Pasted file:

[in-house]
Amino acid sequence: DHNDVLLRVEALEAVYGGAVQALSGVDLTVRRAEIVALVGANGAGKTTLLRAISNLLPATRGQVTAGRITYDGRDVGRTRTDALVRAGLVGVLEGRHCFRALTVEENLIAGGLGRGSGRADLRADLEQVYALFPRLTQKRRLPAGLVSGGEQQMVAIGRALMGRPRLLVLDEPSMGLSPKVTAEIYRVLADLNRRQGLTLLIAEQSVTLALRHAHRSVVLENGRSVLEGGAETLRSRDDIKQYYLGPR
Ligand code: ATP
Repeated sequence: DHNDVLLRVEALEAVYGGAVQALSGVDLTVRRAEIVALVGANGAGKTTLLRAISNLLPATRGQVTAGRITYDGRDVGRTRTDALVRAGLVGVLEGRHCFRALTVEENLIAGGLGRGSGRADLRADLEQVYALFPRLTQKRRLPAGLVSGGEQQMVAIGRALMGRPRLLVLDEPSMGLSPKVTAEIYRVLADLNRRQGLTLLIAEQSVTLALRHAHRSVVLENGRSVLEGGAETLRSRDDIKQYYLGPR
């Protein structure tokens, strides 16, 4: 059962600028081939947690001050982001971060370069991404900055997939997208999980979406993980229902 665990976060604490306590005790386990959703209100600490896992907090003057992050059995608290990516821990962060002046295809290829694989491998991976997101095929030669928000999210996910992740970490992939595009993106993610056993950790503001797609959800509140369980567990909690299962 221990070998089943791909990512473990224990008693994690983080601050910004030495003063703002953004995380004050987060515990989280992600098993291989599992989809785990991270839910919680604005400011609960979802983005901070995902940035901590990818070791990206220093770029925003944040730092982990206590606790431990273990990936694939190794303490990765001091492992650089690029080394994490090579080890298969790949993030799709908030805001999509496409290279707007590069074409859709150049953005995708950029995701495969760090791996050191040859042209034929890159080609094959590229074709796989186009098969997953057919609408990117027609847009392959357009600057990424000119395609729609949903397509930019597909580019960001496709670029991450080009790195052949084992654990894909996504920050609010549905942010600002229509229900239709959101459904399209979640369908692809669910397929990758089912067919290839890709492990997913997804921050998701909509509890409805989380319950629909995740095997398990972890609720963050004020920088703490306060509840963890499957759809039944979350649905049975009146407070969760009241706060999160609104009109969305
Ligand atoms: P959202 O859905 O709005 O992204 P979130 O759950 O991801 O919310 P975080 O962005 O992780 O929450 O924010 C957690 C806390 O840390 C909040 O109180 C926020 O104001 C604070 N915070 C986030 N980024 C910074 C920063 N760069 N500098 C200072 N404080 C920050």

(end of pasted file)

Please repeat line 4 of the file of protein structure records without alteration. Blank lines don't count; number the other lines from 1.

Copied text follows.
Repeated sequence: DHNDVLLRVEALEAVYGGAVQALSGVDLTVRRAEIVALVGANGAGKTTLLRAISNLLPATRGQVTAGRITYDGRDVGRTRTDALVRAGLVGVLEGRHCFRALTVEENLIAGGLGRGSGRADLRADLEQVYALFPRLTQKRRLPAGLVSGGEQQMVAIGRALMGRPRLLVLDEPSMGLSPKVTAEIYRVLADLNRRQGLTLLIAEQSVTLALRHAHRSVVLENGRSVLEGGAETLRSRDDIKQYYLGPR